Monday, October 28, 2013
President Obama announced his intent to expand pre-k opportunities in his state of the union address earlier this year. Since then, we have seen a lot of good press. A major step was the administrations willingness/ability to convert remaining Race to the Top funds into a pre-k initiative. With that prompting, 16 states have submitted applications detailing their plans to expand pre-k. Those states include Arizona, Arkansas, Connecticut, District of Columbia, Georgia, Indiana, Iowa, Kentucky, Michigan, Mississippi, Montana, Nevada, New Hampshire, New Jersey, New York, Pennsylvania and Vermont. This weekend, the New York Times ran a well timed op-ed by Nicholas Kristof, who argues that, while Obama has not pushed hard enough, there is reason to believe we might see universal pre-k coming to fruition. "One reason is that this is one of those rare initiatives that polls well across the spectrum, with support from 84 percent of Democrats and 60 percent of Republicans in a recent national survey. And even if the program stalls in Washington, states and localities are moving ahead — from San Antonio to Michigan." Arne Duncan told Kristof "'There’s this magical opportunity; now to get a national early education program in America," and Duncan plans to introduce a bipartisan bill before Congress this year.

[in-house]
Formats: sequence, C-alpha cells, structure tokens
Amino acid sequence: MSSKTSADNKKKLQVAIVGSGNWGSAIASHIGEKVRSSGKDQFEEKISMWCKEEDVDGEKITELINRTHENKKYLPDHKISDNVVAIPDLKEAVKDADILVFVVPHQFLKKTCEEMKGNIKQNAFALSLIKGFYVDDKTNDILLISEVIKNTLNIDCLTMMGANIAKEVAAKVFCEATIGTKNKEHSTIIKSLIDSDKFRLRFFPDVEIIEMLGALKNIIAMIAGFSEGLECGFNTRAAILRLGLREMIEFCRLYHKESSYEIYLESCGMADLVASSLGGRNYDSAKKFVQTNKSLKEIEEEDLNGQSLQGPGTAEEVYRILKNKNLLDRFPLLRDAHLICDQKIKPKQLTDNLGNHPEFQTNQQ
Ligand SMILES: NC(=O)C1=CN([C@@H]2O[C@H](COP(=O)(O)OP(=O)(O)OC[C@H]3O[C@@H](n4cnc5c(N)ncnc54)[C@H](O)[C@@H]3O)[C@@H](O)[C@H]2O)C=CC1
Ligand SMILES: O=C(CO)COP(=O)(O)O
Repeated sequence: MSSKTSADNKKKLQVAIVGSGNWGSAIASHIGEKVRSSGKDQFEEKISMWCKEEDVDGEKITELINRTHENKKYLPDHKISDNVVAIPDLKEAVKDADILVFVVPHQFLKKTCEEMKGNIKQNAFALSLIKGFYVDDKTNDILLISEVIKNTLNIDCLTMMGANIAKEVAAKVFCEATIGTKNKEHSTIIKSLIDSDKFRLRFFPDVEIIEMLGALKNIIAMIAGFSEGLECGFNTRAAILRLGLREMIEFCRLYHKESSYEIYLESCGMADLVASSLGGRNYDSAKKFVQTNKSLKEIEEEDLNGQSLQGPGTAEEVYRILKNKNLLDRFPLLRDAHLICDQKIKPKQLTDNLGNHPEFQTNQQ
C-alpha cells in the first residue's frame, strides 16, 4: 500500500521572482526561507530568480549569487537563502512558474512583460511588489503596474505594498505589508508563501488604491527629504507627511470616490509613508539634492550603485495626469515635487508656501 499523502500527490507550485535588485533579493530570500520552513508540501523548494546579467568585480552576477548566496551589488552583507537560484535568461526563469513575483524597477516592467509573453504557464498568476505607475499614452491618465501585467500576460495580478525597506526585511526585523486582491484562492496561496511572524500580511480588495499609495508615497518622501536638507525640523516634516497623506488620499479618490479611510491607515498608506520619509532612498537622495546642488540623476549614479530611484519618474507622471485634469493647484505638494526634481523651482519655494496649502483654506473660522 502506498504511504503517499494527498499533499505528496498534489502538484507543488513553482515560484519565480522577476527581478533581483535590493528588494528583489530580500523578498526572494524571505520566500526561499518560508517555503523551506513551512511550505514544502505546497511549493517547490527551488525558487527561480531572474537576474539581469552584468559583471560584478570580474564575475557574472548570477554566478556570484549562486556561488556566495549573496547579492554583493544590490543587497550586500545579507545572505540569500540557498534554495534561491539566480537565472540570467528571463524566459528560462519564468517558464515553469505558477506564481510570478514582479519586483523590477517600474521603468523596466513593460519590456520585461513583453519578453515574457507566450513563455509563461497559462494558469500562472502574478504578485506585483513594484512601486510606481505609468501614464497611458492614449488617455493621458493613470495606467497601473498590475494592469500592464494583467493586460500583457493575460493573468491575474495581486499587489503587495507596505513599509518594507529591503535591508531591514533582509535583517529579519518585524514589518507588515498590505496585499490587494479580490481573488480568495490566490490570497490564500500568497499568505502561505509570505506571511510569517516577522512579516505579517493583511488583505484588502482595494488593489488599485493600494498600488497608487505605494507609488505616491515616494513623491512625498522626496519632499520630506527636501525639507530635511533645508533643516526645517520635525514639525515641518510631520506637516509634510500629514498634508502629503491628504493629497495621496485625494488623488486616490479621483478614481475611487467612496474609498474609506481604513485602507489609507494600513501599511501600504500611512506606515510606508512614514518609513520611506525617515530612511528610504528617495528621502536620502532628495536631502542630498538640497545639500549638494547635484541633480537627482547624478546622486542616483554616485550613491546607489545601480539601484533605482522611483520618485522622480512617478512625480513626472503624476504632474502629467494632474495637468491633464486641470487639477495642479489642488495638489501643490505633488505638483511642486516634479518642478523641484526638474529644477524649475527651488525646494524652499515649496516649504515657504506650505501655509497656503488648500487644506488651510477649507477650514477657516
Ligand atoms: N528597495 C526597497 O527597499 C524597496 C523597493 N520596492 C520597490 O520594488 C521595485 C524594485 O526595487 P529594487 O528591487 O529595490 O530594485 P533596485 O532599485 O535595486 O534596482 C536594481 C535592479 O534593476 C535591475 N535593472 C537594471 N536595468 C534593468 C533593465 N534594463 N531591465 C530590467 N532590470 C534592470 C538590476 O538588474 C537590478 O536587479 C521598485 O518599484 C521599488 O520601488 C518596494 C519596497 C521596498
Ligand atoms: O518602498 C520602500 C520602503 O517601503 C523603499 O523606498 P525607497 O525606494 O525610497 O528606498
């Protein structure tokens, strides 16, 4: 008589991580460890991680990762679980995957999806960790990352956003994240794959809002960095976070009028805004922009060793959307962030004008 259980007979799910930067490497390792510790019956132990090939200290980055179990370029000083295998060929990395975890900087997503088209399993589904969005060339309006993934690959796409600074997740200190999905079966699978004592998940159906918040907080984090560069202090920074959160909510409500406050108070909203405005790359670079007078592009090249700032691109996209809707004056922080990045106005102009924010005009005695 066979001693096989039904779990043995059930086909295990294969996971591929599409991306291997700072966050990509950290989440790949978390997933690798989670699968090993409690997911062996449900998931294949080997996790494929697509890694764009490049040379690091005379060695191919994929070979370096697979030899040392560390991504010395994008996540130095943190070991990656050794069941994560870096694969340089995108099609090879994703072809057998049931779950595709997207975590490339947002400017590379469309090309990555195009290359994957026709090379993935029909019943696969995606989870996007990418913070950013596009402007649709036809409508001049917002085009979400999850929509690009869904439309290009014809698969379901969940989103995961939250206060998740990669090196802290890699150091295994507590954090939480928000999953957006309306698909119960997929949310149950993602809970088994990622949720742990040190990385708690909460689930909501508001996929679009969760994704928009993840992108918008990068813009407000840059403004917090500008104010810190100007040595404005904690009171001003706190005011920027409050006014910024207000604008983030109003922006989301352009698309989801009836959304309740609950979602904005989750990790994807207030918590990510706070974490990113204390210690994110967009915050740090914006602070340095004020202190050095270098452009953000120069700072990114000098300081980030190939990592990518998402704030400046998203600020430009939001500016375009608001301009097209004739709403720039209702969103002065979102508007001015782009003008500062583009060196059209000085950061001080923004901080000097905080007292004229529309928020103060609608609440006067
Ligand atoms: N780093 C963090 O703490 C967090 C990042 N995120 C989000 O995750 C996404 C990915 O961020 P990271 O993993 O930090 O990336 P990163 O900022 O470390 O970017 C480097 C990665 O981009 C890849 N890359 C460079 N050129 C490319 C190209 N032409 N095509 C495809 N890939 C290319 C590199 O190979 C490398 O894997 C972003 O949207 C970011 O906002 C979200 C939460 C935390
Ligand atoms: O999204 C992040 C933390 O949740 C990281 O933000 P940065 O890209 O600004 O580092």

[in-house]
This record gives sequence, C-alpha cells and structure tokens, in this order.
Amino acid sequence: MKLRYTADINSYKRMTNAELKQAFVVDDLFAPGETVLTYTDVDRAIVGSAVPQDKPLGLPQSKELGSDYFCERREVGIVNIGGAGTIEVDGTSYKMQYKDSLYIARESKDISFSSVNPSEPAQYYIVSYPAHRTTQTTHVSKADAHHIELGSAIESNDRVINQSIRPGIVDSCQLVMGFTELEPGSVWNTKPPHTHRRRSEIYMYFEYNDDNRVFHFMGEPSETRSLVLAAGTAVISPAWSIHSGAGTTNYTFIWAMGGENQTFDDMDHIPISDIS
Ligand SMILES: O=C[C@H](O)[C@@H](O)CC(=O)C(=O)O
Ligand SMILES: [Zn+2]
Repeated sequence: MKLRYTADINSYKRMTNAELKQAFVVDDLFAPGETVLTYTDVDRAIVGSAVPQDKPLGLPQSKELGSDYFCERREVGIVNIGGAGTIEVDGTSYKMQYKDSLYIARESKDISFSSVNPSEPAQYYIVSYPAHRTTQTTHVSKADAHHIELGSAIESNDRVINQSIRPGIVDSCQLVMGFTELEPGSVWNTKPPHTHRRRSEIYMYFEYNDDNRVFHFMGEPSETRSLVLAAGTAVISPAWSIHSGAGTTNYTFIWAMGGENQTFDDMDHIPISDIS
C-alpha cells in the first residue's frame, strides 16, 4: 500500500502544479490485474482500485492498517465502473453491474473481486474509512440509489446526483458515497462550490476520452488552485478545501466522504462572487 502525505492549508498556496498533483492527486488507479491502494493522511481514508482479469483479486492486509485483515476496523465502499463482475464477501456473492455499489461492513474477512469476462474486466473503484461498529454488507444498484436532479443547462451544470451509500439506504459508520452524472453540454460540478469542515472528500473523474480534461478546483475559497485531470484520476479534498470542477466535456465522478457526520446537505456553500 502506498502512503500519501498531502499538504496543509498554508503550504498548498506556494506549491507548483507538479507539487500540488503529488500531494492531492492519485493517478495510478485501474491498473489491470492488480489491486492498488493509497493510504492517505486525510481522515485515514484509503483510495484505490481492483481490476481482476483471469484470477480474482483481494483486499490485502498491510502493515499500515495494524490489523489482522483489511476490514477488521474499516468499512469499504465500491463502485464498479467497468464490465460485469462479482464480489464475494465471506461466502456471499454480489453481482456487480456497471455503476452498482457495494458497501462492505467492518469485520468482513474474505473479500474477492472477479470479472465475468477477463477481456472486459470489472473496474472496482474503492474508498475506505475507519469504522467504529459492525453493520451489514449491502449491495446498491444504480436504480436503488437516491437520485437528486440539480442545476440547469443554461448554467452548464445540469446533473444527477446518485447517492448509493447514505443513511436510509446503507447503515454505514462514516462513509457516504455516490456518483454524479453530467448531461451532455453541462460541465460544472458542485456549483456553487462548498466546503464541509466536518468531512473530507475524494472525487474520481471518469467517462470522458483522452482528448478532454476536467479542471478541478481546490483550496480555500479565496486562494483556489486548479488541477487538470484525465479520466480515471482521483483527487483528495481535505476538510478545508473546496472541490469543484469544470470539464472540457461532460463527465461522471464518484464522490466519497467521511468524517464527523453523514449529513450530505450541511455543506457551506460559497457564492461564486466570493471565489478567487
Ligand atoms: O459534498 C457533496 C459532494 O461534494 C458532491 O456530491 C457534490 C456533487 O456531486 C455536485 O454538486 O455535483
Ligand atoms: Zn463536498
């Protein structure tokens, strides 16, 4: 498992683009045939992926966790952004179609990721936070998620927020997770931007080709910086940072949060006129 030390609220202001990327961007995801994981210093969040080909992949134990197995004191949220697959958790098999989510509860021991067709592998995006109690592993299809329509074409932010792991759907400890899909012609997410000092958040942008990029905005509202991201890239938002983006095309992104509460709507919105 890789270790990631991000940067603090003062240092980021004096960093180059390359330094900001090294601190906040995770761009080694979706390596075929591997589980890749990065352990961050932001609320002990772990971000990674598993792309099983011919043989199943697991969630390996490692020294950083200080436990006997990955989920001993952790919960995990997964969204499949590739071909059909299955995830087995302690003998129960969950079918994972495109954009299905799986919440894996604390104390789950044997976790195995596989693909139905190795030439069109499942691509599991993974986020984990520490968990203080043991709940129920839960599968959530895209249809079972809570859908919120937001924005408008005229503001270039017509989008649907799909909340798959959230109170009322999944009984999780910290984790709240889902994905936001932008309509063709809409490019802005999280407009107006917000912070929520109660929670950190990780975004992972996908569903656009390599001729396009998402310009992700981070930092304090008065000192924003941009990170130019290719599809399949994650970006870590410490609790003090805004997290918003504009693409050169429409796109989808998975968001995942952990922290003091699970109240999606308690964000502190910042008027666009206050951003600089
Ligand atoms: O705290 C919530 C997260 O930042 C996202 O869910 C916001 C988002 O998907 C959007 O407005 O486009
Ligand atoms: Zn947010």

At the beginning of this year, I had remarked that maybe certain portions of education presented low-hanging fruit that both sides could use to come away feeling good. Maybe, Kristof and Duncan are right. It is hard, however, to put much faith in our current political process in the short term. Then again, as Kristof points out, pre-k is such a no brainer that it may happen with or without the federal government.